Category Archives: Jamaaladeen Tacuma

Bosses Of The Bass: Andre’s Top 12 Funk/Jazz/Soul Bass Players

Space Bass

Ever since my fourth grade music teacher Mrs. Gockle forced me to give up the upright bass due to her fascination with the melody based violins and violas? A deep life long interest in the bass as a musical instrumental emerged. Started listening for it closer in my fathers jazz records. And it was the foundational element in my favorite form of music-funk.  As time went on? I understood the sound it made to be so flexible,it could bring the melodies right out of the rhythms it created-when in the right hands of course.

As an adult? I’ve gravitated towards listening for how the bass is used on a song. It may have something to do with the old saying about how funk/soul lovers want to turn up the bass with rock fans prefer to turn up the treble. Since my understanding of the bass is almost totally oral rather than academic? The bass players I’m talking about here today may not all be the most renowned or well know. Though many of them are. These are people who have a distinctive approach that just reaches my type of musical ear. So here are my twelve (current) bosses of the funk bass.

James_Jamerson

James Jamerson is one of those bass players even non instrumentalist music lovers can pick out of the crowd in a second. Just listen to the opening of Motown hits he played on like “My Girl”,”Reach Out I’ll Be There”,”Don’t Mess With Bill” and “Just My Imagination”? And you understand how this key member of Motown’s now iconic Funk Brothers house band opened up the melodic possibilities of the electric bass probably more than anyone of his day. Jamerson’s sound probably got stuck in my consciousness those mornings half asleep going into town,from our family summer camp,in 1991 listening to the radio’s Motown Monday’s before I even realized it.

Larry Graham

Larry Graham,Bay Area bass player extraordinaire for Sly & The Family Stone,basically created the slap bass approach to playing that became one of the rudiments of the 70’s funk sound. Even before venturing out on his own with Graham Central Station,a solo career and session playing with Prince later on? Larry had already innovated the fuzz bass as well with the Family Stone’s breakout hit “Dance To The Music”. He’s probably one of the most renowned and famous funk bassist ever of course. And whatever I hear other bassists playing after? In some way it comes down to Larry in the end.

Bootsy Collins

Bootsy Collins,having spanned playing with the JB’s and than George Clinton’s P-Funk,picked right up in terms of bass innovation where Larry Graham left off. Bootsy’s effect on how I listen to music is one of personality. Rock musicians often call themselves guitar gods. And if I ever wanted to use such a term? Bootsy,with his glittering outfits and superhero like persona,is something of a bass god in that regard. He doesn’t just slap the strings. He pops out thundering,round tones. He snarls his bass like a guitar as well. Collins therefore probably has the most flexible and diverse style of playing the electric bass than many that I’ve heard.

Louis Satterfield

Fellow Earth Wind & Fire member Verdine White once said that everything he learned about bass came from this man,Louis Satterfield. One thing that really makes Satterfield fascinating to me is that he plays two low toned musical instruments: the trombone and the upright/acoustic bass. Often regarded more as a member of the iconic Phenix Horns,Satterfield has a long history playing for Chicago blues greats before essentially becoming the musical godfather of the totally rhythmic experience the bass played in EWF during their key years of the 70’s.

Wilton Felder

Wilter Felder,speaking of horn players,was only known to me to be a bass player as well when my blogging partner Rique informed me one day that Felder played bass on the Jackson 5’s first hit “I Want You Back”. As a bass player? Wilton did the reverse of what Louis Satterfield did. He helped to bring his melodic saxophone approach to his bass playing. Quite appropriate with the key role all the Crusaders played in late 60’s/early 70’s Motown-a label whose music always had a core of the melodic style of bass playing.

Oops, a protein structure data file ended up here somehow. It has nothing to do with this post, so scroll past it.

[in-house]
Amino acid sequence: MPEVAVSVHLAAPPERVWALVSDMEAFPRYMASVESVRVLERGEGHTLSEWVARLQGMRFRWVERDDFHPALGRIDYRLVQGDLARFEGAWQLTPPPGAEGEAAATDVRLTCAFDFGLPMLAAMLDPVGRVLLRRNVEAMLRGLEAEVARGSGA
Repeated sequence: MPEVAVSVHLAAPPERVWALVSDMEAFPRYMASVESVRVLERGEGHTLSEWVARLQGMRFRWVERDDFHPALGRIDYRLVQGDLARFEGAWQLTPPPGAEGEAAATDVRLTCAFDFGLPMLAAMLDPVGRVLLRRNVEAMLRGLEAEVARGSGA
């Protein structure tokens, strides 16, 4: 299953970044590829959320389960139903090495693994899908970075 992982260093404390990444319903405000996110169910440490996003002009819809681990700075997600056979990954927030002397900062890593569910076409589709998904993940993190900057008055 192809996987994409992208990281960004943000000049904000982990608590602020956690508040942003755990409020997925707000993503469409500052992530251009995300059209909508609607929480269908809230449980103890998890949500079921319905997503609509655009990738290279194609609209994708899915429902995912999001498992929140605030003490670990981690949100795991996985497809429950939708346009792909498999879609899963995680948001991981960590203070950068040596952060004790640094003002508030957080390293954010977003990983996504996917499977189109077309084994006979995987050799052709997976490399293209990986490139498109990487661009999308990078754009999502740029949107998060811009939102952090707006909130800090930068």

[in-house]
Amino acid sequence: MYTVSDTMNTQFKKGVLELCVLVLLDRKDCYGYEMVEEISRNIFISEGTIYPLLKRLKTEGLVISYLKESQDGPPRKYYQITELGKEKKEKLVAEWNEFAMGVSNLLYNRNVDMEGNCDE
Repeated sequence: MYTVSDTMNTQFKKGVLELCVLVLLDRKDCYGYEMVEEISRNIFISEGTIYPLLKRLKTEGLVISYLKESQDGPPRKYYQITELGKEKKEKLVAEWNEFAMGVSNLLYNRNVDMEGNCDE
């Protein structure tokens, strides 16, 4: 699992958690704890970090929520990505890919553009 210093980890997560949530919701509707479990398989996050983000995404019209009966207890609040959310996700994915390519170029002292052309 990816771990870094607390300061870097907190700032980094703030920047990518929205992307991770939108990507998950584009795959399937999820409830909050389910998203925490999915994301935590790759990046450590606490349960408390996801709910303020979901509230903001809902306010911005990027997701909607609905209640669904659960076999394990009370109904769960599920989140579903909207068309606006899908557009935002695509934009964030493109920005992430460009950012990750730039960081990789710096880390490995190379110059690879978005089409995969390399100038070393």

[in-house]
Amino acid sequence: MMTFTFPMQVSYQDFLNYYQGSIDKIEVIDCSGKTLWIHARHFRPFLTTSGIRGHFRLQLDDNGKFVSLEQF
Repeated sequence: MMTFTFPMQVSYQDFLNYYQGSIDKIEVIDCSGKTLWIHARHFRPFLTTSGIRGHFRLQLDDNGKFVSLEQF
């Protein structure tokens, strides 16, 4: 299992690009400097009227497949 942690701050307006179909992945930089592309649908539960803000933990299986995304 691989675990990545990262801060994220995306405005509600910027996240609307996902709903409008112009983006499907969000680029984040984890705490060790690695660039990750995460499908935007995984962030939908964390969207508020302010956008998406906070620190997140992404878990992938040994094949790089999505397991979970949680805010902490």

Michael Henderson

Michael Henderson,a musical disciple of James Jamerson,helped me to completely come to  terms with my understanding how the bass could be a powerful compositional instrument. Henderson played with Stevie Wonder,Miles Davis,Aretha Franklin and Dr.John in his earlier years before venturing out on his own solo career as a singer. He continued the tradition of melodic bass playing that came directly from his Motown education. And than took it onto a career as a premiere funk performer as well as being an instrumentalist.Louis-Johnson

Louis Johnson,much like James Jamerson before him,entered into my subconscious without me even fully realizing it the very first time I heard Michael Jackson’s “Billie Jean”. Johnson’s major contribution to my understanding of the bass came from his fusion of Larry Graham’s slap bass approach with the melodic innovations of Jamerson. This man was a monster play in the Brothers Johnson with his guitarist brother George. Not to mention an enormously important part of Quincy Jones’ iconic Westlake Studios instrumental crew who shaped much of the way I hear pop,funk and soul of the 70’s and 80’s

Bernard Edwards

Bernard Edwards,late of Chic and partner to iconic musician/producer Nile Rodgers in that band,probably did more for innovating the disco bass style within the musical sub-genre of funk than anyone else in his day. One of my very favorite basslines in fact comes from Edwards-the slippery jazz oriented intro to Chic’s 1977 hit “Everybody Dance”. Pretty much every electric bass player today playing danceable pop music has something of Edwards in what they’re playing.

Marcus Miller

Marcus Miller not only helped engineer the early 80’s comeback of Miles Davis. But he also went on to become a star producer and bass player for Luther Vandross at the same time. All before launching his own solo career in the 90’s up to the present day. What gets me about Marcus is how he took the slap bass approaches of funk players such as Larry Graham and Louis Johnson and bought jazz improvisation into the equation-a more hyper melodic alternative to earlier slap bass jazz icon Stanley Clarke. As a multi instrumentalist,he was also able to construct heavily funkified soundscapes with the bass as it’s core rhythmic element as well.